A few photos that didn't get posted.

Dauvit - I know, I know.  I should have posted an anti-Madonna disclaimer.  The song just sort of fit.

Brigitte - It's good to know that other felt the same. Next year we will do the opening night & 1 day at the show.  Tabitha's trying to persuade me into staying in the city for a few days. We live approx 20min away and I would rather drive home and sleep in my own bed. I wonder when she will start her "gently prodding".

2Roses - Humor? What humor? Snarky for sure!

I spoke with one of the gallery owners about "sameness". The gist was that 90% of what he displays, he displays because it has a track record of selling. The other 10% is left for new artists. He said this was pretty common in his circles and that many galleries only deal with known sellers.

Makes sense to me on the business side. The 90/10 strangely is the same amount Stephen King had said book publisher break down known writers/unknowns. And only 10% of those 10% will ever make enough to make a living writing. Of course things may have changed since then but it seems better odds then jewelry artist will ever have making a living at their art.

I also had a brief discussion with another gallery owner about the secondary market for art jewelry which he said is actually growing. I wish I had asked about prices however...Do they hold their value? Decrease? Increase? Oh well, maybe next time.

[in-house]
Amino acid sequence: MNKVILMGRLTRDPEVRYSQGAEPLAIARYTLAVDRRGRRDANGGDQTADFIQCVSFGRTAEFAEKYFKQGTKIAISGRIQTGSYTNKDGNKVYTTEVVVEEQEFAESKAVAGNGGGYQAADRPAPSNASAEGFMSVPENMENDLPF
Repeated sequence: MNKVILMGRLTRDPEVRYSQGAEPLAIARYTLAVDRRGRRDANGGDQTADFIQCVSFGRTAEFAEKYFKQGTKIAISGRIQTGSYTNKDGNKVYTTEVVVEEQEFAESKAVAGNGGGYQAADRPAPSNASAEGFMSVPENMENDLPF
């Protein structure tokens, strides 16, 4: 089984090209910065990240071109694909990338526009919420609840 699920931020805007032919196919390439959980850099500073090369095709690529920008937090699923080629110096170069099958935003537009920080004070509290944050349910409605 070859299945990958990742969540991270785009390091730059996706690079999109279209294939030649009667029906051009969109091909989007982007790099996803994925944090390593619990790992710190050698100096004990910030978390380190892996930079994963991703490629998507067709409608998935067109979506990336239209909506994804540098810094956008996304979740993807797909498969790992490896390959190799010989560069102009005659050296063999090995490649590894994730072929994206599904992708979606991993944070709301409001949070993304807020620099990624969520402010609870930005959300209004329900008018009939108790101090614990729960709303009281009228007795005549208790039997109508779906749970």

Yeah, I just checked out the secondary market.  Thomas Mann is tearing it up over on ebay

Nicely done review. Love the shoes but they definitely look painful for walking through SOFA (which may be an apt metaphor.)

Going to SOFA always makes me feel a little queasy.

The wonderful and the not so wonderful are all measured by a price tag.

When value is established by a price tag alone....it is a viewing challenge.

Harriete

 

I always thought this was the norm.  An artist = the price his last piece sold for.

Hmmm. I really enjoyed the show. The past 2 years I had solo shows there through Lyons Wier Gallery, this year I only had 3 pieces shown by Duane Reed Gallery so this year I could relax and didn't need to be there the whole time - a big relief for me! And my 2 larger pieces sold and lotsa buzz was created, so I was delighted! I thought the space was really beautiful and much more comfortable than years past. I'm really sad that there was no catalogue, I always felt that the catalogue was the reason the admission price was so high.

Your right, no catalogue.  I have this small book that says SOFA 2012 and I had mistakenly thought it was a mini-catalogue.  But it's not :( 

2011, last of the real giant sized SOFA catalogues.

Very interesting...Thanks for sharing and the e-mail.  I don't get a chance to go to these shows very often...and it is really nice to see it!!!  Please do more!!!

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Alison Bailey, "Soothing Cactus"

Materials: hand dyed and commercial fabric, brass, and embroidery thread
Dimensions: 11” x 11” x 3”